Wondering why there's a picture of a caipirinha in a story about Rio's Olympic preparations? Because this is what's on the Rio2016 site. There are no photos of any venues.

Wondering why there’s a picture of a caipirinha in a story about Rio’s Olympic preparations? Because this is what’s on the Rio2016 site. There are no photos of any venues.

The catalyst for my story on Time.com today was the closure of Rio’s 2016 Olympic games stadium because it is in danger of collapse.

The Joao Havelange stadium was inaugurated just six years ago but was so poorly done it is already in an advanced state of disrepair.

My editors at Time made tweaks to my story on the grounds it was too opinionated.

What I wanted to say loud and clear, and have been saying in conversation for years, is this: The people who ran Rio’s 2007 Pan American Games and who are organising the next Olympics are guilty of either deceit or bad planning or both.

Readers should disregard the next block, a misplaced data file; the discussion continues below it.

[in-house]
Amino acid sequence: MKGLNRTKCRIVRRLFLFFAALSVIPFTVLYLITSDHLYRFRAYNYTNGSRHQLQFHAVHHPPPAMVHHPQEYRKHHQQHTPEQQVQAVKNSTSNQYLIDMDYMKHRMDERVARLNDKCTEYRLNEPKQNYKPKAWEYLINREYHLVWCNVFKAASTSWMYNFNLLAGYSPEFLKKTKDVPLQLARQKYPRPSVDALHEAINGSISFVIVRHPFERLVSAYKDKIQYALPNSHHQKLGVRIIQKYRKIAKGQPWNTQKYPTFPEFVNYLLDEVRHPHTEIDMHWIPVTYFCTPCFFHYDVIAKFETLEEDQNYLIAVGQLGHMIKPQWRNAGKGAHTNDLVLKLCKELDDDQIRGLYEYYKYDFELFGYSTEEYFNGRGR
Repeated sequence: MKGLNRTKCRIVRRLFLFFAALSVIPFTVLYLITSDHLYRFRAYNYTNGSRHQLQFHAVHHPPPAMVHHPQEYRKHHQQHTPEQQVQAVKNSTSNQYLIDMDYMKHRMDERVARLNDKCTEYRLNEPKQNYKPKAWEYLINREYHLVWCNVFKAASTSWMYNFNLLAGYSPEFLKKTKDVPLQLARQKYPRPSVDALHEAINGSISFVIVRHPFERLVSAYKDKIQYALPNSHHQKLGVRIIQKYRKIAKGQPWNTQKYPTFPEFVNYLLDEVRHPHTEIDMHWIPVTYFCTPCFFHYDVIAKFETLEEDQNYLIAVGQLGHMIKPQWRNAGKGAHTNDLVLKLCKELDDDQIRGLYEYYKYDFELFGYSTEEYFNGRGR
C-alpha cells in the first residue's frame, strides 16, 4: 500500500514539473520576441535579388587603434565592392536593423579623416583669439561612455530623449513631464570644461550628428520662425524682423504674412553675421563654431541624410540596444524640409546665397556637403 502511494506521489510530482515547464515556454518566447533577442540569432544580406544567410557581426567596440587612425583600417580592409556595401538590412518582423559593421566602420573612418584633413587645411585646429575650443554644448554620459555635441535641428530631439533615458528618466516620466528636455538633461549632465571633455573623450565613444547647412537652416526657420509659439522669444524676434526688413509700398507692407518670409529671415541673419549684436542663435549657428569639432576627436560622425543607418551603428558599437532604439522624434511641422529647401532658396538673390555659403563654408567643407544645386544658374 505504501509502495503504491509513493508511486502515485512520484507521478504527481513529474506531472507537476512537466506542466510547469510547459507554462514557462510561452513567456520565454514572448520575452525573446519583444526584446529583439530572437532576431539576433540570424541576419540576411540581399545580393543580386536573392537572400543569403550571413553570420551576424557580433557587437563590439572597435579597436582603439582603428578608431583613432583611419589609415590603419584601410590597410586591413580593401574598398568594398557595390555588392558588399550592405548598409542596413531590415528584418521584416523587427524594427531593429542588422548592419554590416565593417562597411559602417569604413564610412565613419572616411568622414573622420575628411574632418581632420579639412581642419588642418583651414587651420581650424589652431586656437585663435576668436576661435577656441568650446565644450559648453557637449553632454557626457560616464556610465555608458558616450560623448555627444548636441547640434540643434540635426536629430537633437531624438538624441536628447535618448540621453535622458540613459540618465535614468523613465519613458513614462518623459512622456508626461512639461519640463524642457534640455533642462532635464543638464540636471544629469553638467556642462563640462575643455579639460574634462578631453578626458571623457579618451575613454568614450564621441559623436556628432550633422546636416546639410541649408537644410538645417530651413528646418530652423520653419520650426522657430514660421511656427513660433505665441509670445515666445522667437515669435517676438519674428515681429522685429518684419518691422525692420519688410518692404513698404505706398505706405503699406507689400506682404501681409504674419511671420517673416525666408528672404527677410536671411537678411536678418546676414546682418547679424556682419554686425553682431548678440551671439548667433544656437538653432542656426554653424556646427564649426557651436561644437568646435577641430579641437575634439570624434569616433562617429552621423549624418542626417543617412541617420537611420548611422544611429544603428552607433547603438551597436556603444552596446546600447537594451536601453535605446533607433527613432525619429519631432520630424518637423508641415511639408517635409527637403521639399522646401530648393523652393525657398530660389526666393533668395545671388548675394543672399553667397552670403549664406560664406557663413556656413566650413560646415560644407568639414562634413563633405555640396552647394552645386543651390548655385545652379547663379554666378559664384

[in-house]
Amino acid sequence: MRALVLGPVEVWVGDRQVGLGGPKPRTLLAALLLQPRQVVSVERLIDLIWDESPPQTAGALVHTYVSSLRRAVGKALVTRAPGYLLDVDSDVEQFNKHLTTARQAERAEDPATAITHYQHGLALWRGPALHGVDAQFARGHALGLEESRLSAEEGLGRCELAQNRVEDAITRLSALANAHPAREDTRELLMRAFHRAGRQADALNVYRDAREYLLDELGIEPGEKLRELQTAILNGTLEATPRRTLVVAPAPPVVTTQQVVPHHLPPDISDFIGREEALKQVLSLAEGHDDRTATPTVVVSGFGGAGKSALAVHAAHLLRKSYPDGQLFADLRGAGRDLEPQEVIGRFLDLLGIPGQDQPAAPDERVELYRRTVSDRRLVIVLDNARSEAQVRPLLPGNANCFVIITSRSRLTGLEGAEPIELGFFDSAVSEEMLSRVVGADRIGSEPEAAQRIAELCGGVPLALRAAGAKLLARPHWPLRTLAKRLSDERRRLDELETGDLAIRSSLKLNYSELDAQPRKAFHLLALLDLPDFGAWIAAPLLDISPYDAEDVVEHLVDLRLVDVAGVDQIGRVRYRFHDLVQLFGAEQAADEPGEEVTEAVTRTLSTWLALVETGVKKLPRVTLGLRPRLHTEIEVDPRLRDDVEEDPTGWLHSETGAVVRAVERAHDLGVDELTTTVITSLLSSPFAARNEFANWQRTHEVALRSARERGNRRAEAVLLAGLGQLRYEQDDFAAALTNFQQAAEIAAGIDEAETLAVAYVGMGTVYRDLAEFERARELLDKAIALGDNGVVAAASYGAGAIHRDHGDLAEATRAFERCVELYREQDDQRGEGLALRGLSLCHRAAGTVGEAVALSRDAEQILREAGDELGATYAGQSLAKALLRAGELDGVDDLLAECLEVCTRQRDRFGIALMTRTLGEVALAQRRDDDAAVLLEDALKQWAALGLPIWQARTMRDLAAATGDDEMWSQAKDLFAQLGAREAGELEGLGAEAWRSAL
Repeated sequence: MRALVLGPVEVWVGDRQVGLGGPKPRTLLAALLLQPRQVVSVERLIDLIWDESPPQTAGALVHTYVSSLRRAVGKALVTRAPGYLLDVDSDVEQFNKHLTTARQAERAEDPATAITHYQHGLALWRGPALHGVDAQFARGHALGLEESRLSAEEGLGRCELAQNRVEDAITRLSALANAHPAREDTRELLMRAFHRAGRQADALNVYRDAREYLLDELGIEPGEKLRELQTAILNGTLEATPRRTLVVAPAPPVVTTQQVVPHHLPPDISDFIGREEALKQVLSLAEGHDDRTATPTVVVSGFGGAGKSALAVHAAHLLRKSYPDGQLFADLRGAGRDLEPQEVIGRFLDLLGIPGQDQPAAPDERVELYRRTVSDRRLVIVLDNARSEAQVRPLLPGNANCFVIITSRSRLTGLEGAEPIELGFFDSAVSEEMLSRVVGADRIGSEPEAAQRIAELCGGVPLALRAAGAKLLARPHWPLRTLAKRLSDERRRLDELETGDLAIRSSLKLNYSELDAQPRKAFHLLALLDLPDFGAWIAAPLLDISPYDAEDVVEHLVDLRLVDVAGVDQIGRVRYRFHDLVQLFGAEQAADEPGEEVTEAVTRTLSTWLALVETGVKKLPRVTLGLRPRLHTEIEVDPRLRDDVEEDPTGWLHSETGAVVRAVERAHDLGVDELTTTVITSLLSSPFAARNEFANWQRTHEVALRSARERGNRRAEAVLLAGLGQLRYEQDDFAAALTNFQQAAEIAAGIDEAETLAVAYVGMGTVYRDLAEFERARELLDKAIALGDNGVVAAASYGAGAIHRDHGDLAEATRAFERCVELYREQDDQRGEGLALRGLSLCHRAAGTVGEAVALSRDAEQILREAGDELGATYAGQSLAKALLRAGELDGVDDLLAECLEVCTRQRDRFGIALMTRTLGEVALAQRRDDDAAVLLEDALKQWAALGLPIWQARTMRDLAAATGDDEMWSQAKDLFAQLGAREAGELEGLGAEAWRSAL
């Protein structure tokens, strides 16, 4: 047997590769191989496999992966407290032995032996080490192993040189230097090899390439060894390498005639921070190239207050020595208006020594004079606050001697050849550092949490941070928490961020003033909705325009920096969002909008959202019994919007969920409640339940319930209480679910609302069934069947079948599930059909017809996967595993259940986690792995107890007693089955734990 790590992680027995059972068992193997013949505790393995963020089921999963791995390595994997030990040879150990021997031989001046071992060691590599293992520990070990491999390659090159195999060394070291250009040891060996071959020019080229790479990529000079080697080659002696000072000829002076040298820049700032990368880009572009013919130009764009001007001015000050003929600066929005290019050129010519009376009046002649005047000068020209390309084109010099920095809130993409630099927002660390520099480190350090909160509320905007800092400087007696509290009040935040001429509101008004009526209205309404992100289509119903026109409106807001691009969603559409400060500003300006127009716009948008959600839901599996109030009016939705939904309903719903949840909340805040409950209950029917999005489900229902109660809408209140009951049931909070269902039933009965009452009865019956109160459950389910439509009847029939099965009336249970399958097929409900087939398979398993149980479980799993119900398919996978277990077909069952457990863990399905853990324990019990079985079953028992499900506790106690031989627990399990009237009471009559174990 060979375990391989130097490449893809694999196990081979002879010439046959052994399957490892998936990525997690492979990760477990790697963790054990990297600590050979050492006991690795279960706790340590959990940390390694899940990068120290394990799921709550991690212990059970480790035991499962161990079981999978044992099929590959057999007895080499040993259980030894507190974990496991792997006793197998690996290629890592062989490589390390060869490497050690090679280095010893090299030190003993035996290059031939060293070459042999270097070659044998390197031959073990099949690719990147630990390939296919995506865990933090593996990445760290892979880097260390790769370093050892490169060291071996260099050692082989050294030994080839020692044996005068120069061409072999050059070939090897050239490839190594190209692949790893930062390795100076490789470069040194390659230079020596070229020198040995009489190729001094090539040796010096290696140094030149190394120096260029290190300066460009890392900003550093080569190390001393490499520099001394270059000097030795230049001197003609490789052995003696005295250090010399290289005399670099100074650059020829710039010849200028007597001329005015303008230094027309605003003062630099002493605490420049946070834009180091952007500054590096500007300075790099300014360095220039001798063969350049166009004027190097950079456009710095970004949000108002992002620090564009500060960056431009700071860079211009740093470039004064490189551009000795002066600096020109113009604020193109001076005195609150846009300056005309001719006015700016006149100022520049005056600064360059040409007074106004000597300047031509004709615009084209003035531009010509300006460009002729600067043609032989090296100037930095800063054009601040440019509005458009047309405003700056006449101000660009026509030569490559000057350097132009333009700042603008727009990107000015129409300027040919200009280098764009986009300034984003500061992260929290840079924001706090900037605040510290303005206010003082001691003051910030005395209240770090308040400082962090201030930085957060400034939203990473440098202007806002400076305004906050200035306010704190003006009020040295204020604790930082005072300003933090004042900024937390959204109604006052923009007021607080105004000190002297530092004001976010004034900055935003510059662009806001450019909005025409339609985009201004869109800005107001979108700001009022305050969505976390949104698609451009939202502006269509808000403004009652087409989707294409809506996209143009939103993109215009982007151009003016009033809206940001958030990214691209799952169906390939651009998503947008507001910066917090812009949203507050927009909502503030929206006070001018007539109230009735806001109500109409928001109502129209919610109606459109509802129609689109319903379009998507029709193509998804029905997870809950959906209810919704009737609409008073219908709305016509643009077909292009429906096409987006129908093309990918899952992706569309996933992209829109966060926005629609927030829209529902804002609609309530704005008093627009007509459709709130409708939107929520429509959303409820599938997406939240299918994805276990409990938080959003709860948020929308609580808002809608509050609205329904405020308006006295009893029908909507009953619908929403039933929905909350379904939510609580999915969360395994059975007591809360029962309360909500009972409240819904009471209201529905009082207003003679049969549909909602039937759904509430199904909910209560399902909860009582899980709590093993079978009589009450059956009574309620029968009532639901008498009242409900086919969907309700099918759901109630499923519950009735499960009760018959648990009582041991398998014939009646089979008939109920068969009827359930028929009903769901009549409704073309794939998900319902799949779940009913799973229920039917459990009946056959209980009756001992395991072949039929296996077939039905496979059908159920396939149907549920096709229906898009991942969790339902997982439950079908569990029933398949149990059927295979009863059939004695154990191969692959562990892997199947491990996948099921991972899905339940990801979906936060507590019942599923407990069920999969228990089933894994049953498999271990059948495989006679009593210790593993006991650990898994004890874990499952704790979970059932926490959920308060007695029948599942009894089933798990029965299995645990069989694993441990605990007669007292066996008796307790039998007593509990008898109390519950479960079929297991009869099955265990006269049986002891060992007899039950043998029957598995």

For the Pan Ams they promised the city of Rio 54km of new metro, a light railway line and a new highway.

They did none of it.

The games were at least six times over budget and the justification was that the venues and facilities were expensive because they were of Olympic standard.

They are not.

The track and field stadium is in danger of collapse. The aquatics park is not big enough to be used for the Olympics and a new one must be built. The brand new cycle track can’t be used because it is not good enough. The Maracana is undergoing its third reform since 2000 at a total cost exceeding 1 billion reais.

Rio’s Pan Am experience is more about how not to prepare for a major sporting event than how to.

It is nothing short of scandalous that the organizers are being given a second chance.